The United States Supreme Court is set to hear opening arguments in Amgen Inc. v. Sanofi on March 27. This is a case that could have profound impacts both on the invention enablement issues that have been plaguing life science patenting, but also more broadly on defining the contemporary role that the patent system will play in our innovation economy going forward. Specifically at issue will be the question of what genus claims require from an enablement perspective. Will the enablement standard be governed by the black and white, codified Section 112 statutory requirement that the specification must only teach those skilled in the art how to “make and use” the claimed invention? Or will the Supreme Court lean on lower court-based additions to the standard that the specification must enable those skilled in the art “to reach the full scope of claimed embodiments” without undue experimentation?
There is little question that the answer will play a significant role in life science – and particularly pharmaceutical – patenting going forward, but the view of the Court has no choice but to help shape the patent system’s delicate balance in fostering innovation through allowing companies to leverage their work and prevent others from copying, while also preventing land grabs that could have innovation-stifling effects.
Amgen v. Sanofi has a long case history that goes back nearly a decade, with the involved parties trading turns on offense and defense, with two juries coming down on the side of Amgen, but district and Federal Circuit judges ultimately ruling in favor of Sanofi. The battle centers around competing versions of cholesterol-lowering drugs produced by the two companies. Amgen makes Repatha and Sanofi makes Praluent, with U.S. sales handled by Regeneron. The drugs are monoclonal antibodies that lower the levels of LDL (or low-density lipoprotein) cholesterol – aka, the “bad cholesterol.” Amgen initially sued, arguing that patents protecting Repatha were being infringed by Praluent. Regeneron and Sanofi argued that Amgen’s patents weren’t valid in the first place.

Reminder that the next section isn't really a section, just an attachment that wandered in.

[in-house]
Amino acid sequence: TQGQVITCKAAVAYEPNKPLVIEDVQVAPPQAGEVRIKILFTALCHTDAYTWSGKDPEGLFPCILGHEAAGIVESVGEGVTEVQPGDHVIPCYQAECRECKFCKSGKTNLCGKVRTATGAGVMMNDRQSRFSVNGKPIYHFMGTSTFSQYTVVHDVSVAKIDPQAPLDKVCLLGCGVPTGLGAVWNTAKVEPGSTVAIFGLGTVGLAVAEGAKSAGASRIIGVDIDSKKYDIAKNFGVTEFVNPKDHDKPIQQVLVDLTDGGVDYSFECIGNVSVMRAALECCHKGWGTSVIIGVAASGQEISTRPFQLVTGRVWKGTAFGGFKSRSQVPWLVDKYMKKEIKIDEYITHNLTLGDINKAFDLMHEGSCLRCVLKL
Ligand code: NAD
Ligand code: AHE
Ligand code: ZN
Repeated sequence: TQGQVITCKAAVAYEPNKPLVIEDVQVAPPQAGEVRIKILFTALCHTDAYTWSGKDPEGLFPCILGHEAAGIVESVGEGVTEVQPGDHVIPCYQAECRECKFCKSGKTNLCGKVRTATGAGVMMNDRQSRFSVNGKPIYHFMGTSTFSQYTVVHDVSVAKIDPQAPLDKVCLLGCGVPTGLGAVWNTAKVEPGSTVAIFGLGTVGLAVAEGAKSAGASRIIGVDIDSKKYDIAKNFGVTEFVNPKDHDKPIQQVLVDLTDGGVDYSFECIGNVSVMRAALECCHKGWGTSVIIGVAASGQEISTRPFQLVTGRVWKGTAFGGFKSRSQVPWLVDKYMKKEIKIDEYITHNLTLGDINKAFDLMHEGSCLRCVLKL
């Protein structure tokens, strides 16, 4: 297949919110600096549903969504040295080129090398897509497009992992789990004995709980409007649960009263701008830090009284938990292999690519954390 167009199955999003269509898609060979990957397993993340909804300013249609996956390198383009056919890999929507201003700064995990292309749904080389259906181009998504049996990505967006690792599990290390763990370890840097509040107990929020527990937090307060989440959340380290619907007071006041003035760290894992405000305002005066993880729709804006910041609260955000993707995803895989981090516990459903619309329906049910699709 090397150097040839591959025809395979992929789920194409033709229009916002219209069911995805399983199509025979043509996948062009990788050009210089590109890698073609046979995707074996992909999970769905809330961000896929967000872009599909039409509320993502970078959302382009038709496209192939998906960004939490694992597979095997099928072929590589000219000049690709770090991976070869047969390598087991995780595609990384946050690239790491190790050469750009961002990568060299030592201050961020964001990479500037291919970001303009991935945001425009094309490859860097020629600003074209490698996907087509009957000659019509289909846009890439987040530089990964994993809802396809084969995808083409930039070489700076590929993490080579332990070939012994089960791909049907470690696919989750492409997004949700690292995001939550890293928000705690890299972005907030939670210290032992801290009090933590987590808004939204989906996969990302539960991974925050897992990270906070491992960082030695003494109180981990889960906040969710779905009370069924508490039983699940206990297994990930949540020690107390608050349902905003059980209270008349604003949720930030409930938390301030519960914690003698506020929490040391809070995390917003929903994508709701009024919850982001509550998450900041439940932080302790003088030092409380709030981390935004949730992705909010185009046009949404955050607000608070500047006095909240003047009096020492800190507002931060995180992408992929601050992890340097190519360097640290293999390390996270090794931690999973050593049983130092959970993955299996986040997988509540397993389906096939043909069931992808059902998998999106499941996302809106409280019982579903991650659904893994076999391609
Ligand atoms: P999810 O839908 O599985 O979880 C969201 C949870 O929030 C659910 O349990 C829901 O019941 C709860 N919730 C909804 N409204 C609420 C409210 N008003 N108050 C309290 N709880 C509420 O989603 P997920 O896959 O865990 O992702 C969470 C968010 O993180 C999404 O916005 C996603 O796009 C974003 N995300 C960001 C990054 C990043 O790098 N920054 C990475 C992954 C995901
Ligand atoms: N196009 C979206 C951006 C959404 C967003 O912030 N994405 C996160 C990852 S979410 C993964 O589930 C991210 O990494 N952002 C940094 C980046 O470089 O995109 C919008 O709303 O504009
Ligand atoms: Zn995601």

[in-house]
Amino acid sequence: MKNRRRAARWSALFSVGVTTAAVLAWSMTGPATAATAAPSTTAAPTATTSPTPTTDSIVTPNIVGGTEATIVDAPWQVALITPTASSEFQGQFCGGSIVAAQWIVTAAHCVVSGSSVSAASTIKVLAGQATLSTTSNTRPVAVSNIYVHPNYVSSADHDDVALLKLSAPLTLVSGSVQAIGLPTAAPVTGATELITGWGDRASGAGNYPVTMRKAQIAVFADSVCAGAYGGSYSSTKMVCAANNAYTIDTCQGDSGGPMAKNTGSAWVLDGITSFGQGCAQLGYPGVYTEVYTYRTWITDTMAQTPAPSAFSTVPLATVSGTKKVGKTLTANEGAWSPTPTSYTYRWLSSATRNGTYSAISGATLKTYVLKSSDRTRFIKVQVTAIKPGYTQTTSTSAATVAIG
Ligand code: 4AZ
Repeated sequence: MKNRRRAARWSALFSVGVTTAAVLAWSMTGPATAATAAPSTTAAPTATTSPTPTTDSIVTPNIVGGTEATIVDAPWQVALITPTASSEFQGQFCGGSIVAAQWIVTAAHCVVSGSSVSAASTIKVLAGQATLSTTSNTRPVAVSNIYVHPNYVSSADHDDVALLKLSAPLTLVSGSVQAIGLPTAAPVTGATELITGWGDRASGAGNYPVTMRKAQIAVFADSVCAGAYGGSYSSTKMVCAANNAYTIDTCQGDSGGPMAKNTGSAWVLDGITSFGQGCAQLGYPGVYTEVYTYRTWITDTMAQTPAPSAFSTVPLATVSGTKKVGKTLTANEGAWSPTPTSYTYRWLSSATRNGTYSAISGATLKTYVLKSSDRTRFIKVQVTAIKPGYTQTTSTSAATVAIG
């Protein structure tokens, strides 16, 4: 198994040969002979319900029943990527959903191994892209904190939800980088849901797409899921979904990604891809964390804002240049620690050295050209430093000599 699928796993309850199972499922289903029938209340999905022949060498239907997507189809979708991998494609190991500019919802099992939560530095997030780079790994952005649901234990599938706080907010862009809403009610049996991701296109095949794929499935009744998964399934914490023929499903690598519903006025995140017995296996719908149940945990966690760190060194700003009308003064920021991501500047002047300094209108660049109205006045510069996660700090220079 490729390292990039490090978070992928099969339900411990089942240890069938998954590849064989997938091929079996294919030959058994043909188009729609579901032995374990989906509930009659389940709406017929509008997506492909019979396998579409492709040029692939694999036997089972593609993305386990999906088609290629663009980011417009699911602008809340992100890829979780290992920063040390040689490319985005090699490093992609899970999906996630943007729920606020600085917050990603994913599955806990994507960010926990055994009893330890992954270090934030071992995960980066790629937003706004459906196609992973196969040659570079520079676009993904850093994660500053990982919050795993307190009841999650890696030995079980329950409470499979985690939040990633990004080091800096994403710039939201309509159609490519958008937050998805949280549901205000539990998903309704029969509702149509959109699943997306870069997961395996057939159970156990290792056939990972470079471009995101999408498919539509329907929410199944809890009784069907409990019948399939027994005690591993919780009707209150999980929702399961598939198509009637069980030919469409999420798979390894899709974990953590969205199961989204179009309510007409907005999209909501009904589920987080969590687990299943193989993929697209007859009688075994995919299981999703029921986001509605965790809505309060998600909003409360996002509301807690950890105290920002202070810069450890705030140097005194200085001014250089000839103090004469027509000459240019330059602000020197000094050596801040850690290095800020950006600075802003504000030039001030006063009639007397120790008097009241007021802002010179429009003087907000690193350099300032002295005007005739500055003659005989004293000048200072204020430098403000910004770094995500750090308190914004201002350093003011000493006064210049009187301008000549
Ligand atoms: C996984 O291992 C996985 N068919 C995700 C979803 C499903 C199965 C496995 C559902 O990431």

- Sanofi is arguing that Amgen is asserting a monopoly over an entire genus of functionally-defined claims that are not enabled since they cover thousands of possible antibodies, while the application only highlights a limited number of examples. Sanofi’s arguments hinge on the Federal Circuit’s full scope enablement standard.
- Amgen is arguing that the Federal Circuit has gone off the rails on enablement laws – that it’s defying more than a century of Supreme Court precedent on the issue, invading the jury’s role, imposing a full scope requirement that’s not contained in the Patent Act, and is frustrating “the purpose of patent law” by invalidating “patents for breakthrough inventions by demanding disclosure about theoretical far corners.” Amgen’s key argument is that their application provides the necessary roadmap for someone skilled in the art to make and use its drug and all covered species without undue experimentation – and that the law as codified does not require the applicant to include examples for every possible permutation.
The Genus Claim: A Historical Path to Drug ROI